Fall is here in all it’s crisp glory. Nothing feels better than working through a clear sunny day without the humidity that has been with us most of the last couple months. The change in the weather this time of year comes along with a change in our schedule as school has started and we are back to busy. During the summer we really never slow down on the farm, but other than being ready for all of you to arrive on Tuesdays and Fridays we don’t have to watch the clock too closely. With the start of school all of that changes and shorter days and bookended between getting kids out the door and transitioning them into homework or soccer practice, not to mention dinner. Historically this is a time when many of you tell of “falling behind” with your CSA shares for the sole reason that everyone is in transition and time is tight. With that in mind we are harvesting very storable crops this week and no greens (other than lettuce). Carrots, Chinese cabbage, beets, peppers and acorn squash will all “hold” until you have time to get to them. Put the roots and the peppers in you chiller drawers and the acorn squash will be fine on the counter for a long time (call it a fall decoration).

IMG_7687We will finish squash harvest this week and it has been a bumper year with plants yielding more and larger fruits that average. In our limited sampling to date it seems that the same factors that gave us great tasting melons will also be delivering superb quality for winter squash. Our biggest problem for the weeks ahead looks to be finding containers to harvest into as the squash crop will use up crates needed for potatoes. We usually pick into 20 bushel apple crates that we move with the tractors. The crates come from area orchards that sell us their old crates on the cheap. The apple crop is big this year and no one will part with their extras.

Chinese Cabbage

Chinese or Napa cabbage is in the share this week and this tender relative of green cabbage is very versatile. Shredded or sliced thinly, it makes a great salad with a light vinaigrette or peanut sauce, especially with carrots. Try making a rice gratin with your acorn squash and some cheese and using the napa as a wrapper. The “cabbage” link on our recipe sidebar has lots of good ideas as well.IMG_7686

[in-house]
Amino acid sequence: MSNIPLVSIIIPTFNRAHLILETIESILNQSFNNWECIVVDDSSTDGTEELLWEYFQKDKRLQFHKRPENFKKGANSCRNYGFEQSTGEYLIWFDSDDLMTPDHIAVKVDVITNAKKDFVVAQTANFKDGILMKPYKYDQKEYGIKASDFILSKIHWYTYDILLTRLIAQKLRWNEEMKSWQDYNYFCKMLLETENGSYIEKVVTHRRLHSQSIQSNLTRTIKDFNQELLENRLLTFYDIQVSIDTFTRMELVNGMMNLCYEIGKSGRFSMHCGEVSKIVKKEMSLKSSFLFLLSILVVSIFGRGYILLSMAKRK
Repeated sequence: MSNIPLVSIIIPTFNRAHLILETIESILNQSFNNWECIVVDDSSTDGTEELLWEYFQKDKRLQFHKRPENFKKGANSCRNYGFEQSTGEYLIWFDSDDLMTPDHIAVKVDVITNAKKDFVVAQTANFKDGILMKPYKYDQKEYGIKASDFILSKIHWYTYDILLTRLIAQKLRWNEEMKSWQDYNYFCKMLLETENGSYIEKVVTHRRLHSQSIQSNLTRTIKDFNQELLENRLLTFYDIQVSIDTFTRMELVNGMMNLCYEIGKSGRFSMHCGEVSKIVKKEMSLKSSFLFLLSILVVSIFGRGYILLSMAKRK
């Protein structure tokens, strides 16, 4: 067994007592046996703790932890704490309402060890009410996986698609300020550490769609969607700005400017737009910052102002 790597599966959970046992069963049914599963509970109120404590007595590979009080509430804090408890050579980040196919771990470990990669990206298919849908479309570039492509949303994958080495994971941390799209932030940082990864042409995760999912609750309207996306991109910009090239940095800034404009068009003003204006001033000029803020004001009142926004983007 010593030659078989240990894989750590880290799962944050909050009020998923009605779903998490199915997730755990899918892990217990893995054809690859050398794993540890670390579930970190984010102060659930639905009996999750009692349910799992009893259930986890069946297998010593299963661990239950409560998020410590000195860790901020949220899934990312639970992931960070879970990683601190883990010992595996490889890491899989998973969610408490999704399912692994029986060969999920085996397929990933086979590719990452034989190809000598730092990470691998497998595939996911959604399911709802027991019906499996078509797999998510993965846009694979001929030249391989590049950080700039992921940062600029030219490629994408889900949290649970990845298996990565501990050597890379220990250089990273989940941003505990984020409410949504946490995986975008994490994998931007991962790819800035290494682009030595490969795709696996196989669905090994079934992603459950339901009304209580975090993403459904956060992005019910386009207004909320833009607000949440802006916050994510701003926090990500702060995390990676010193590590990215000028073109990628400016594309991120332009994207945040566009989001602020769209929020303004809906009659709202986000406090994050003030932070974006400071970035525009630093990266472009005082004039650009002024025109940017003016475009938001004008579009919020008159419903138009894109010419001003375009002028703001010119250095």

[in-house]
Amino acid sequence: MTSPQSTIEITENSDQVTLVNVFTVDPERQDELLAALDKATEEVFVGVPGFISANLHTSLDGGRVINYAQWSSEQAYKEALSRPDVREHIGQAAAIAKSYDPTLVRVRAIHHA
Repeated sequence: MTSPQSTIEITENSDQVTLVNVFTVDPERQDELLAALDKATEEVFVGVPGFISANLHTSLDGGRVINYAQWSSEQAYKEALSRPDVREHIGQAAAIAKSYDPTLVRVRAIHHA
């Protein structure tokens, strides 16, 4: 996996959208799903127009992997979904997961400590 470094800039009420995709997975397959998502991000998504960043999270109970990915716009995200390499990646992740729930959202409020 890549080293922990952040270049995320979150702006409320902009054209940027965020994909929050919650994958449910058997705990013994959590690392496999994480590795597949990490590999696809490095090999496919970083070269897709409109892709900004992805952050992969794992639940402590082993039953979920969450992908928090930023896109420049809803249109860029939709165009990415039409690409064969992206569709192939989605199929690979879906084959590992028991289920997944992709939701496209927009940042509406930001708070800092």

Shallots

Ever make your own salad dressing? Mince half a shallot mixed with wine vinegar some mustard and oil and you are in business. Shallots can be used raw or cooked and are somewhere between the pungency of an onion and the sweetness of garlic. These little bulbs go with everything.

Apples, Pears and Comb Honey

IMG_7690IMG_7691With fall comes the work of the bees. Paula Red apples and Clapp’s Favorite pears from Willow Pond Farm are available this week along with comb honey from hives here on the farm. We hope to have jars of honey in a couple weeks as well. Nothing is better for you than local honey…

Whats in the Share…

Carrots

Beets

Chinese Cabbage

Melon

Broccoli

Peppers

Eggplant

Shallots

Acorn Squash

What’s in Upic…

Edamame

Beans

Flowers

 

IMG_7661 Back to school this week and the farm crew has been whittled down to the core group. Our summer crew is full of high school, college and grad school folks balancing out their studies with hard summer work.  Two weeks ago we had ten folks in the fields and this week we are down to five.  Our full season crew, Tom, Kristin, and Lauren are the professional farmers, starting the year as the last snow falls in April and finishing with the first in November.   You have met them here at the farm on CSA pick up days as they take turns overseeing the CSA barn.  Last week they enjoyed a few days without Seth on the farm.  The goal of the apprenticeship is to give the farmers the tools they need to operate their own farm.  By late August Seth is able to step out for a break and all the many parts keep moving without a hitch.  We are always so grateful to our smart, hardworking, and dedicated crew.  Labor, love, and learning.

Pork

We still have Pork available! Fed on grain from Maine Beer Company in Freeport and all the cull vegetables they could handle; all of them look great.  Pigs are sold as whole or half and processed into cuts as you like them (all bacon is currently not possible). If you have freezer space and would like to enjoy high quality farm-raised pork this fall and winter talk to us about the details at pick-up.

Frozen Blueberries

We will have frozen berries for sale at pick-up for the next few weeks. They are $25.50 for a five pound box.

IMG_7582Edamame in Upic…

These soybean pods are a new addition to the Upic field. If you have ever been to a Japanese restaurant you may have had them as a starter. The furry pod surrounds tender soybeans inside. Here is the recipe for them steamed, simple and tasty. This is another link to a long-winded food article about this crop with an accompanying snarky cooking video (everyone love the videos).  This crop is just getting started in upic so look for the really full pods and save the not full ones for another week.

What’s in the Share…

Tomatoes

Carrots

Cukes

Lettuce

melon

Chard/Kale

Eggplant

Peppers

Broccoli

What’s in Upic…

Tomatillos

Cherry Tomatoes

Edamame

Flowers